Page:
POLAND’S INDEPENDENCE GUARANTEED

London, England · March 31, 1939

On this date in 1939, two weeks after Ger­man troops entered Prague and all of Czecho­slo­va­kia fell under the Ger­man boot, the Brit­ish govern­ment, followed a few days later by the French, pledged to guar­an­tee the inde­pen­dence (though inter­estingly not the terri­torial integ­rity) of Poland. A week later the three states an­nounced a for­mal alli­ance when Polish Foreign Minister Józef Beck visited London.

That the West­ern demo­cra­cies would guar­an­tee Poland’s inde­pen­dence so en­raged Adolf Hitler that he told commanders of his Wehr­macht (German armed forces) to begin stra­tegic plan­ning for Fall Weiss (Oper­a­tion White), the de­struc­tion of Poland, with a pro­vi­sional start date of Septem­ber 1, 1939. A defeated Poland would elim­i­nate the “Free City of Dan­zig” (German, Freie Stadt Dan­zig), con­sisting of the Bal­tic sea­port of Dan­zig (today’s Gdańsk) and sur­rounding areas, which were roughly 95 per­cent ethnic Ger­man. This geo­graphi­cal oddity of the 1919 Ver­sailles Peace Treaty was admin­is­tered by a League of Nations high com­mis­sioner (at the time, a Swiss), and most Germans found Dan­zig’s exis­tence a vexa­tion because it and the so-called Polish Corri­dor split East Prus­sia from West Prus­sia and the rest of Nazi Ger­many (see map). Ger­man units were to in­vade Poland from three direc­tions: the main attack from Ger­many across the west­ern Polish border, a second route from the East Prus­sian en­clave, and a third attack by Ger­man and allied Slo­vak units from the Czech puppet state (since March 14, 1939) of Slo­va­kia. All three assaults were to con­verge on War­saw, the Polish capital.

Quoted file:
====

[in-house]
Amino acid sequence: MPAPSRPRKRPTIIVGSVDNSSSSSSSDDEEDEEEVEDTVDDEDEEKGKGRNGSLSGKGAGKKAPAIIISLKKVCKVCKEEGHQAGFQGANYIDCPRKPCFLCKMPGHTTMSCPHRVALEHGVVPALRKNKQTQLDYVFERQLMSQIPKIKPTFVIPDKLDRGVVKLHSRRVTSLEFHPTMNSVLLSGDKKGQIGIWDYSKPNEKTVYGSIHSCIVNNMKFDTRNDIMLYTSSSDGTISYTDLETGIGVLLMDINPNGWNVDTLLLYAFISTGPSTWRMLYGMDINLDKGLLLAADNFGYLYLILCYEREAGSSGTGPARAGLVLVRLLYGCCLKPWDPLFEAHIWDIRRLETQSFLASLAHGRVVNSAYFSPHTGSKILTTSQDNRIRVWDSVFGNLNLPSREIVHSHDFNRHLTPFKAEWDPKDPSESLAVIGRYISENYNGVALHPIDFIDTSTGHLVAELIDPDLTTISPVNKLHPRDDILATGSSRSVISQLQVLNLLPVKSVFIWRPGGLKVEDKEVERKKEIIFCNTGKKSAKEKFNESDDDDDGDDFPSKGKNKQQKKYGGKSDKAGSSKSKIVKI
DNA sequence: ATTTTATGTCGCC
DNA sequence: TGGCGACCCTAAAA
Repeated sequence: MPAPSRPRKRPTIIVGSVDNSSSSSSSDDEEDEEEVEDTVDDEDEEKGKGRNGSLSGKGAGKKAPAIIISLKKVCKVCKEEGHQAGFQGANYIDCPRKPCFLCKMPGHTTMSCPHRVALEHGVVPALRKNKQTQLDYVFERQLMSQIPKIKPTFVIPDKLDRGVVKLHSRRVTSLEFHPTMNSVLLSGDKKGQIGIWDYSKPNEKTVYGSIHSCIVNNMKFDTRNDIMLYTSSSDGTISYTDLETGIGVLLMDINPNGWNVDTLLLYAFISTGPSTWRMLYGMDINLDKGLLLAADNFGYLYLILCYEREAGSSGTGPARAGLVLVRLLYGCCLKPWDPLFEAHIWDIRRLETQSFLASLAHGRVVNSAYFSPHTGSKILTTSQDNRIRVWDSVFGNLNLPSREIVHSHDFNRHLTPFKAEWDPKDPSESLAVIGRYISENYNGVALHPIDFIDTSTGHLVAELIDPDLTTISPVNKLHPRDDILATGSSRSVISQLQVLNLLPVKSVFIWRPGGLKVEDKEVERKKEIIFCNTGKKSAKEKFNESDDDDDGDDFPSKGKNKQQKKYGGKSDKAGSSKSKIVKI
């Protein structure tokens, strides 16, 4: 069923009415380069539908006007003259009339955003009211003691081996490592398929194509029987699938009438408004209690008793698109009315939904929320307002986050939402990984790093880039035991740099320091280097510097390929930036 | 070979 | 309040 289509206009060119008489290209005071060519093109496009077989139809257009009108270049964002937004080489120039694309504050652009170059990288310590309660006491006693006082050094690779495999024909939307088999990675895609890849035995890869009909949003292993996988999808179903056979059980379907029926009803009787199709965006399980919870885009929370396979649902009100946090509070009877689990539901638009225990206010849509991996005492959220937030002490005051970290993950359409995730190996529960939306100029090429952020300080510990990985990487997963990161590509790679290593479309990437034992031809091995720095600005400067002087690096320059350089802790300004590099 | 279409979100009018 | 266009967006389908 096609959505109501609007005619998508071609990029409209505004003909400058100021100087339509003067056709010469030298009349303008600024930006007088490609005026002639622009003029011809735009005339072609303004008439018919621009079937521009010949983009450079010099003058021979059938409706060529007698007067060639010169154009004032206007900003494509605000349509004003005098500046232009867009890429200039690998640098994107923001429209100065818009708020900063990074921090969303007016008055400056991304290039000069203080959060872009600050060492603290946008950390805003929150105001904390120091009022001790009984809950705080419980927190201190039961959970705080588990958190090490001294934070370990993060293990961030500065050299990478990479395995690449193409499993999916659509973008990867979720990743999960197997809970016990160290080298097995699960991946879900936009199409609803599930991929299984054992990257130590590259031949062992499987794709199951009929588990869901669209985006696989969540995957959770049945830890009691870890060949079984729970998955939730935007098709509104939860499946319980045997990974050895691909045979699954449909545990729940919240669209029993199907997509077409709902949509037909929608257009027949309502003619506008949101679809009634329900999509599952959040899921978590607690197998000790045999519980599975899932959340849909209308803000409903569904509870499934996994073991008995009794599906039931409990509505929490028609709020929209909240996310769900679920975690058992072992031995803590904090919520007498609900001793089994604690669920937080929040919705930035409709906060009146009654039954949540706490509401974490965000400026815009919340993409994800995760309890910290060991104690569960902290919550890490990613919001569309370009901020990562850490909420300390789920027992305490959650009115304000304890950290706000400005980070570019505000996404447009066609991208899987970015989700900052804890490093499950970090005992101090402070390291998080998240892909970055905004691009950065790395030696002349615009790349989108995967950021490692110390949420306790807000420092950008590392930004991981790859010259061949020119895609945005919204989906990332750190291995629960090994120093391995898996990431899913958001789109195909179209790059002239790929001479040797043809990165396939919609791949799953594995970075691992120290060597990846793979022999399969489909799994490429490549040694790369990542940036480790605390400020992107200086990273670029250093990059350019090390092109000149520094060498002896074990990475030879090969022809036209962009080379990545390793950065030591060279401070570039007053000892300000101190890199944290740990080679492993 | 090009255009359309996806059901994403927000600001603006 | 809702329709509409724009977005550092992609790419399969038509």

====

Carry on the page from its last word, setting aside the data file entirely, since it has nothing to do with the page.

Fall Weiss was the first Euro­pean mili­tary oper­a­tion of World War II. It would be six years of bru­tal occu­pa­tion and the death of four mil­lion Polish civil­ians, three-quarters of them Jews who died in con­cen­tra­tion camps or gas cham­bers, before the last units of the Wehr­macht were swept from Polish soil. As for Dan­zig itself, many of its resi­dents perished or fled west­ward ahead of the Soviet on­slaught and the city’s de­struc­tion and con­quest by the Red Army in March 1945. After the war most of the re­maining eth­nic Ger­mans were forcibly ex­pelled. The city was sub­se­quently placed under Polish admin­is­tra­tion by the Allied Pots­dam Agree­ment (August 1, 1945), and Poles from Cen­tral and Soviet-an­nexed East­ern Poland were brought in to replace the German population.





German Conquest of Poland, September 1 to October 6, 1939

Map of Danzig (Gdańsk), 1939

Above: Map of Danzig (“Free City of Dan­zig,” pre­sent-day Gdańsk) and Poland’s corri­dor to the Baltic Sea (“Polish Corri­dor”) squeezed be­tween Ger­man West and East Prus­sia on the eve of war, 1939. The Memel Terri­tory (today’s Kalinin­grad Oblast) was retrans­ferred by an in­tim­i­dated Lithu­ania to Nazi Ger­many on March 23, 1939. This event proved to be the last of a series of blood­less annex­a­tions of terri­tories sep­a­rated from Ger­many by the 1919 Treaty of Versailles.

German troops remove Polish insignia, 1939 German and Slovak soldiers in Poland, 1939

Left: German troops remove Polish insignia at the Polish-Danzig border near Sopot (German, Zoppot), September 1, 1939.

Right: German and Slovak soldiers pose with civilians in Komańcza, Southeastern Poland, September 1939.

German cavalry and motorized units, Poland 1939 Royal Castle in Warsaw burning, 1939

Left: German cavalry and motorized units enter Poland from East Prussia, 1939.

Right: The Polish Royal Castle in Warsaw on fire after being shelled by Germans, Septem­ber 17, 1939. On Septem­ber 26 German troops captured three key forts defending Warsaw and entered the capital the next day.

English Language German Propaganda Film: “Liberation” of Danzig and Wehrmacht’s Assault of Poland, September 1939